Bryce Harper may have slumped recently, but that doesn’t mean he hasn’t had a fantastic start to the season. He’s two homers shy of the league lead, and both the league leaders above him play half their games in Colorado. He simultaneously owns one of baseball’s best walk rates and one of baseball’s best isolated-slugging percentages. Bryce Harper is the man. Numbers weren’t necessary to make this point. All in all, Harper’s offensive performance to date has been worth nine runs above average.
Adam Eaton‘s been better. Not with the bat — Eaton’s just putting up his typical 117 wRC+ again. No, Eaton’s been better than Harper’s bat with his glove. Using Ultimate Zone Rating, our default defensive metric here on the site, Eaton’s glove has been worth a league-leading 9.6 runs above average. Use Defensive Runs Saved, where Eaton is running laps around the league with 12 runs saved, and it gets even better — Eaton’s defensive performance becomes equivalent to Mike Trout’s season at the plate.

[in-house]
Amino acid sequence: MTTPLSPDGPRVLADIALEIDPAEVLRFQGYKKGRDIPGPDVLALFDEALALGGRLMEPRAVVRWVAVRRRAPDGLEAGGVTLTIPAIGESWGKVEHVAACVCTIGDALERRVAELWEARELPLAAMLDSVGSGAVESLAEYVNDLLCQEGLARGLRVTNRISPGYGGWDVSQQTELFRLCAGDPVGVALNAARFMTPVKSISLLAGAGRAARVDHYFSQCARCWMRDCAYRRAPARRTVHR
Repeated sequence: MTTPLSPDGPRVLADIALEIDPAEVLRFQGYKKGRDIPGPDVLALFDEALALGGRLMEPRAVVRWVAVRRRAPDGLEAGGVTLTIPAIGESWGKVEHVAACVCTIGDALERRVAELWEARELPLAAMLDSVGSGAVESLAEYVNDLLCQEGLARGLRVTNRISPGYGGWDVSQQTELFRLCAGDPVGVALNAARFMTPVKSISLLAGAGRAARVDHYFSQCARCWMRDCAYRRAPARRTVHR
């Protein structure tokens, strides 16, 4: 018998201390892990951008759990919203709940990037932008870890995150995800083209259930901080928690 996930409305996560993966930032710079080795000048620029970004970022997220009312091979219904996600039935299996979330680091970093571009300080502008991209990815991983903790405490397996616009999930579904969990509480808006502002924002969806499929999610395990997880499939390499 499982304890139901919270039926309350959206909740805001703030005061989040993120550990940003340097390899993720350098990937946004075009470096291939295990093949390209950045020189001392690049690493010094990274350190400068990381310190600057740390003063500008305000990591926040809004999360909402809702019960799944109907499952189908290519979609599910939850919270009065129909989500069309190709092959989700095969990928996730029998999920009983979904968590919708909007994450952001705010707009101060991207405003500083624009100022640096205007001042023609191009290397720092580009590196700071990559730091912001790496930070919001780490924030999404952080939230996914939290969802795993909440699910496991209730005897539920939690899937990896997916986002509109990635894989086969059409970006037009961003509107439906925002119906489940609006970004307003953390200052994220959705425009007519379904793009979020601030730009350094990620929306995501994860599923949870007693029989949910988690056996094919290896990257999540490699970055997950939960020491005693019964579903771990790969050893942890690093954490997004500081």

So this funny thing is going on with Adam Eaton in right field — a position he’s playing on an everyday schedule for the first time, having moved over from center field to accommodate Austin Jackson — and, especially considering Eaton’s outfield defense has been something of an enigma in the past, this development is something that’s begging to be explored.
Adam Eaton’s made 10 noteworthy plays this season, which, combined with all the other routine ones, have already been worth 12 Defensive Runs Saved. That’s more than Josh Donaldson had all of last year. Eaton’s number might not (probably won’t?) stay that high all year, but it’s that high right now. Let’s watch Adam Eaton save 12 runs.
Play No. 1
According to Inside Edge (whose fielding data will be used throughout the entirety of this post), this was Eaton’s first opportunity on a non-routine play, occurring back on April 13. It’s a sinking liner in the gap, a tough play, and while Eaton’s route doesn’t look ideal — first breaking back and then correcting course on the fly — he ends up in a fine position to make the sliding catch.
Play No. 2
Good first step. Fine route. Made the catch. A challenging play, but not overly difficult. Inside Edge had this in the 60-90% bucket. A play that should be made more often than not.